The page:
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Devotionals    H3'ed 6/28/22

Christianity and Matters Such as Marxism, Capitalism, and the Poor

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There is nothing more fun and annoying to watch than self-titled Christians argue over what human definition they believe fits the creator of the entire universe. God is an evangelical! No wait, Jesus was definitely a Republican! No, no, He was definitely a capitalist! If you think this sounds absurd that is because it is but do not think for a second that arguments like these are not being made every day by people trying to shove God into the box they feel most comfortable in. The above link is to a recent article declaring if Jesus were physically around today, He would be promoting capitalism by someone named Roger McKinney. Mr. McKinney apparently has an economics degree as well as seminary. Heck of a mix there. McKinney has also written a book entitled "God is a Capitalist", so at least he is consistent with his unbiblical claims. Let's reason together once more and hold the bible up to these fanciful claims.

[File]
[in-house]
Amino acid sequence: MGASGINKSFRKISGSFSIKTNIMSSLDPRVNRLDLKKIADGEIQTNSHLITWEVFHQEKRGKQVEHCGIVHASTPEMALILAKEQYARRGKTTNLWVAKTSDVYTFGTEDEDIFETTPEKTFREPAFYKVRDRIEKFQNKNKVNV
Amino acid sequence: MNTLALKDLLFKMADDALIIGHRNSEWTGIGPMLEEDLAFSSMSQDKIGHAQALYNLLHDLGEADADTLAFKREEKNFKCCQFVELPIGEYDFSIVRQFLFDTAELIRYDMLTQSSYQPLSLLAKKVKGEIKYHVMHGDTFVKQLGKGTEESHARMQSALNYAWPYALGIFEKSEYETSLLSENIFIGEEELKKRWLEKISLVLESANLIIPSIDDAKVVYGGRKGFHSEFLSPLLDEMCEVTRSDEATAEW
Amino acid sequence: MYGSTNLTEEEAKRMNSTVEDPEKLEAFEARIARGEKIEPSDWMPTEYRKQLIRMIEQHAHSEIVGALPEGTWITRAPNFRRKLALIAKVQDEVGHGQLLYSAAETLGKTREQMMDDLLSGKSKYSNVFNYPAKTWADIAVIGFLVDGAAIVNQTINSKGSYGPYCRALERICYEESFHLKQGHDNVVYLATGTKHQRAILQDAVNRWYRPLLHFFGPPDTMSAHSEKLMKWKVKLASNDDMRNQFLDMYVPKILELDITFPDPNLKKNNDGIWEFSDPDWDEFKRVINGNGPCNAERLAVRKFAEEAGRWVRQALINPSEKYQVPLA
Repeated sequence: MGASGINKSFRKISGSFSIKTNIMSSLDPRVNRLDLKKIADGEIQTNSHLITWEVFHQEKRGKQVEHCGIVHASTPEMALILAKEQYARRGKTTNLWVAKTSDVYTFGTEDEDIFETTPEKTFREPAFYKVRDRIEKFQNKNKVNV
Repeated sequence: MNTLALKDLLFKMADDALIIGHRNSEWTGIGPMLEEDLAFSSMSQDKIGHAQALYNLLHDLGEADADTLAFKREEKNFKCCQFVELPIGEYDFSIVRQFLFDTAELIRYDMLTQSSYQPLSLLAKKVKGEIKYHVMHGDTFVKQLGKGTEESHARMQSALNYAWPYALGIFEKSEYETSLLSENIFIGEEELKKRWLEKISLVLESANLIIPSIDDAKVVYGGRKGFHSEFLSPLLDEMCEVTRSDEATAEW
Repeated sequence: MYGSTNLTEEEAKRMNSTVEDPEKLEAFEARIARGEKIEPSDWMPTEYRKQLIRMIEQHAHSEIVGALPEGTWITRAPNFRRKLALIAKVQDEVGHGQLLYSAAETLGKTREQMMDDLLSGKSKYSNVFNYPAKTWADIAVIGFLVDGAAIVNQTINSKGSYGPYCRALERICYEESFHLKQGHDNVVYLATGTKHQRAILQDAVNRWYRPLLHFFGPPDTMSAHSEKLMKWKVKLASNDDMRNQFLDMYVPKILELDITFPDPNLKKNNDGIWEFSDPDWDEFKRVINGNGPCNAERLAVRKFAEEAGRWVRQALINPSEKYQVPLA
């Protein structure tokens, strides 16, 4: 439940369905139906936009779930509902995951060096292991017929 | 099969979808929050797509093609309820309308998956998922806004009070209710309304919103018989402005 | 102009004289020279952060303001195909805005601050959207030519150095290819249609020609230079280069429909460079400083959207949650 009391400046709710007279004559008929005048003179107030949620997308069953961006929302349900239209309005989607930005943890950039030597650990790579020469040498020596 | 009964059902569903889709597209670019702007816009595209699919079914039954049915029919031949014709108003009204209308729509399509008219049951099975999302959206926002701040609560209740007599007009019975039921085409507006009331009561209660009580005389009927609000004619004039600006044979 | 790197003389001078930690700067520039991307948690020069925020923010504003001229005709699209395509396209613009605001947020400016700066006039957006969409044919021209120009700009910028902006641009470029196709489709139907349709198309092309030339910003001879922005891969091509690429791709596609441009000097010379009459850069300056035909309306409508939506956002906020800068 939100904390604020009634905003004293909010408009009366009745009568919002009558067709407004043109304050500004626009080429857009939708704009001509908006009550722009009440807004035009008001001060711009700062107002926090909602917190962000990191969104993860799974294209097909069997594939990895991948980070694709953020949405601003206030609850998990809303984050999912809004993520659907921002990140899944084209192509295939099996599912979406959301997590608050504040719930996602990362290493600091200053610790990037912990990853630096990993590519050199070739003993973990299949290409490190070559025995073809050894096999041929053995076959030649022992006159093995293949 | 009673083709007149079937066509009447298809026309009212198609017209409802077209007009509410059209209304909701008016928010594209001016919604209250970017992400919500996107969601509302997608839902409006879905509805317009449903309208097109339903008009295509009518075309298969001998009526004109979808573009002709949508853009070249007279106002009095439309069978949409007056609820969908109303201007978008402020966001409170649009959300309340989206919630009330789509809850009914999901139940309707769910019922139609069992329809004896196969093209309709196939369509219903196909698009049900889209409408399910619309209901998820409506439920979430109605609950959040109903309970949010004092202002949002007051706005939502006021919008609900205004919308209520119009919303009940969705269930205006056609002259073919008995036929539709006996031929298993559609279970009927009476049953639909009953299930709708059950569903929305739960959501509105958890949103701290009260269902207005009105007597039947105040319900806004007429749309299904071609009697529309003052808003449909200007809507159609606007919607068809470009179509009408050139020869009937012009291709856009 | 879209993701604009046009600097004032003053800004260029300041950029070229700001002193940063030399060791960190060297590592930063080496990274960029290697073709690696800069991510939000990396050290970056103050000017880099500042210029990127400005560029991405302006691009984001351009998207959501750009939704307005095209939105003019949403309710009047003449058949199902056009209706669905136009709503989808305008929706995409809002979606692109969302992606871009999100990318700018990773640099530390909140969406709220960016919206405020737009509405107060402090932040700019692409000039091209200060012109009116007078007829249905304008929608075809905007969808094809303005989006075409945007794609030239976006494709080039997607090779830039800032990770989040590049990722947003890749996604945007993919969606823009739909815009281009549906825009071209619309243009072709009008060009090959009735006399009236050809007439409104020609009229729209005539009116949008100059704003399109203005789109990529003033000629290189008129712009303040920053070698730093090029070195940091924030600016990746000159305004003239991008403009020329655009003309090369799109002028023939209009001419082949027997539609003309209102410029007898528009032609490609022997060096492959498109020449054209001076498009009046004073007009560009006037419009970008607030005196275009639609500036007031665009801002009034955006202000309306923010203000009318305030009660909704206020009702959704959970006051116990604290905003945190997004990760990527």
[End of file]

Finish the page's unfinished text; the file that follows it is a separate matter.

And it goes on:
"Roger Olson, Emeritus Professor of Christian Theology at Baylor University, recently published an essay with the title, "Why I Am a Socialist: Because I Am a Christian." He added, "I do think that laissez faire capitalism, especially its Social Darwinist variety, is contrary to the spirit, the ethos, of Jesus Christ, which is compassion for the weak, the vulnerable, the 'little ones.'"What would Jesus advocate for if he were here, in person, physically, today?" In other words, today Jesus would be a socialist, according to Olson. But the professor errs in his logic, hermeneutics, history, and economics." - Roger McKinney